This is not valid, but I'm basically trying to achieve this:

A Site is a very small model which stores things like domains, subdomains etc can be used to create differnt type of sites.  i.e User site, Listing site, Company site.

A Listing could have its own Site (but doesn't have to) and must belong to at least one User but possibly more.

A User can have one Site and can have many Listings.


So something like:

User has_one Site
User
has_many Listings

Listing
has_one Site
Listing
has_many Users

A Site has_many Users

Is had a look at has many through and polymorphic associations but kept getting stuck with all the two way relationships so I suspect I'm going about this the wrong way.

This may not be *correct* but I believe it does what you want. There could very well be a more railsy way or a cleaner / slicker way... but here goes:

class User < ApplicationRecord
  has_one :site
  has_one :listing
  has_many :association_groups
  has_many :listings, through: :association_groups
end

#columns: user_id
class Listing < ApplicationRecord
  belongs_to :user
  has_one :site
  has_many :association_groups
  has_many :users, through: :association_groups
end

#columns: user_id, listing_id
class Site < ApplicationRecord
  has_one :user
  has_one :listing
  has_many :association_groups
  has_many :users, through: :association_groups
end

#columns: listing_id, user_id, site_id
class AssociationGroup < ApplicationRecord
  belongs_to :listing, optional: true
  belongs_to :user, optional: true
  belongs_to :site, optional: true
end



user1 = User.create
user1_site = user1.build_site.save
user1_listing = user1.build_listing.save
user1_association_group = user1.association_groups.build(listing_id: user1.listing.id, site_id: user1.site.id).save


user2 = User.create
user2_site = user2.build_site.save
user2_listing = user2.build_listing.save
user2_association_group = user2.association_groups.build(listing_id: user2.listing.id, site_id: user2.site.id).save

# assign user1 to the listing user2 created
user2.listing.association_groups.build(user_id: user1.id).save
user2.listing.users

# assign user2 to the site user1 created
user1.site.association_groups.build(user_id: user2.id).save
user1.site.users

I had to create a new table - AssociationGroup - to handle the additional associations. You may want to come up with a more descriptive name... I'm bad at naming :)

If you're using Rails 5 - you'll have to use optional: true on the AssociationGroup table since it's now required by default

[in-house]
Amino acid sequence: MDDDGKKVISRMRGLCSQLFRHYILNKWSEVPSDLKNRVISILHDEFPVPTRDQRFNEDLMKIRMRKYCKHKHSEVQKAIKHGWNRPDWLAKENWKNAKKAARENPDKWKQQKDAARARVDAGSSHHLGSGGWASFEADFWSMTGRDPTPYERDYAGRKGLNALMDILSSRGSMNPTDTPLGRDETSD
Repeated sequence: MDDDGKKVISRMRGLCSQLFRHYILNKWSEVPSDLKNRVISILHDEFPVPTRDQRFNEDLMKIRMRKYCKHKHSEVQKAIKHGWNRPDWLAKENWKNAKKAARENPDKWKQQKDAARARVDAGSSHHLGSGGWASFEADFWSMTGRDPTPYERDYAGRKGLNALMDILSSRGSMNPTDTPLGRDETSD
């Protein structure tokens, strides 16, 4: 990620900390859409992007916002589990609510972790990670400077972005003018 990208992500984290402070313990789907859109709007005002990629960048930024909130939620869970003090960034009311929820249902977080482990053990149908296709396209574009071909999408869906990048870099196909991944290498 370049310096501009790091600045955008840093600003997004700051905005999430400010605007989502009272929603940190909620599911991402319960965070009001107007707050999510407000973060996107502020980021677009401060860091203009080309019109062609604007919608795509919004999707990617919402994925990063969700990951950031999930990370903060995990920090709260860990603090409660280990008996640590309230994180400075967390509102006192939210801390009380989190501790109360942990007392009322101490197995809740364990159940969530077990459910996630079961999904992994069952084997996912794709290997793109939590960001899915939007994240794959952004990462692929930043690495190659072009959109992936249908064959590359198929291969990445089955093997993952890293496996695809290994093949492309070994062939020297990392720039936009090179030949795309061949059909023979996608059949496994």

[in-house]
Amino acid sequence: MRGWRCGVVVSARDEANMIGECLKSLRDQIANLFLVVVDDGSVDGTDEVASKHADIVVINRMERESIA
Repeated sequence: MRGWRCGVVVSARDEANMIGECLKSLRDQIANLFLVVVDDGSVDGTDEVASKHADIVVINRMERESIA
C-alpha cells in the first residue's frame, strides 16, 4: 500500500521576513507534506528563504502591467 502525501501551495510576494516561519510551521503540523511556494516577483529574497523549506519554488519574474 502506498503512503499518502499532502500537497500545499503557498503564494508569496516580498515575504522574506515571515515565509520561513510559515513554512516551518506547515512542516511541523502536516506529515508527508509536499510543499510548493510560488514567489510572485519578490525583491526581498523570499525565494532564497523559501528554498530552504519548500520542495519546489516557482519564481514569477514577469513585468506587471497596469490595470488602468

Probably the trickiest thing to remember is that when you're creating a users site or listing, you can use user.build_listing or user.build_site - but if you're assigning a user to another site (that's not initially theirs), then you have to create the association through association_groups.

Be interesting to see if anyone has any other ideas!

Thanks, Jacob, this makes a lot of sense, but how would you handle the freindlyId subdomains on the Site table with this setup?

Before I was just doing  @listing.assign_attributes(listing_body) which would pass the required attributes to build the subdomain.

It looks like I need to somehow pass the listing to user1_site = user1.build_site.save 
Well, considering a site now can be created for a user or a listing, I believe you're going to have to set the slug manually or potentially put a "type" like field on the site table so your slug generator can check which type of site it is then set the slug based on that.

So for instance:

def slug_candidates
  if self.user_site?
    [
      user.first_name,
      [user.first_name, user.last_name,],
      [user.first_name, user.last_name, :id]
    ]
  else # listing site
    [
      listing.title
    ]
  end
end

This way you can kind of control how the slug gets created based on whatever criteria you want
Yes, I think that would have been the next issue I would have ran into, but I think my problem now is that I am trying to build up the associations in the same order as your example with a User first but I'm creating the Listing first. 

I'll need to play with it some more!

Do you have a patreon account or similar setup? I really appreciate all your help!
Can a listing exist without a user? If so then you'll want to add the optional: true to the has_one :user on the listing model then you should be able to create it without any problems.

#columns: user_id
class Listing < ApplicationRecord
  belongs_to :user, optional: true
  has_one :site
  has_many :association_groups
  has_many :users, through: :association_groups
end

listing = Listing.create
listing_site = listing.build_site.save

And thanks for the offer, but no need! Answering questions helps me learn more and I enjoy the challenge! :)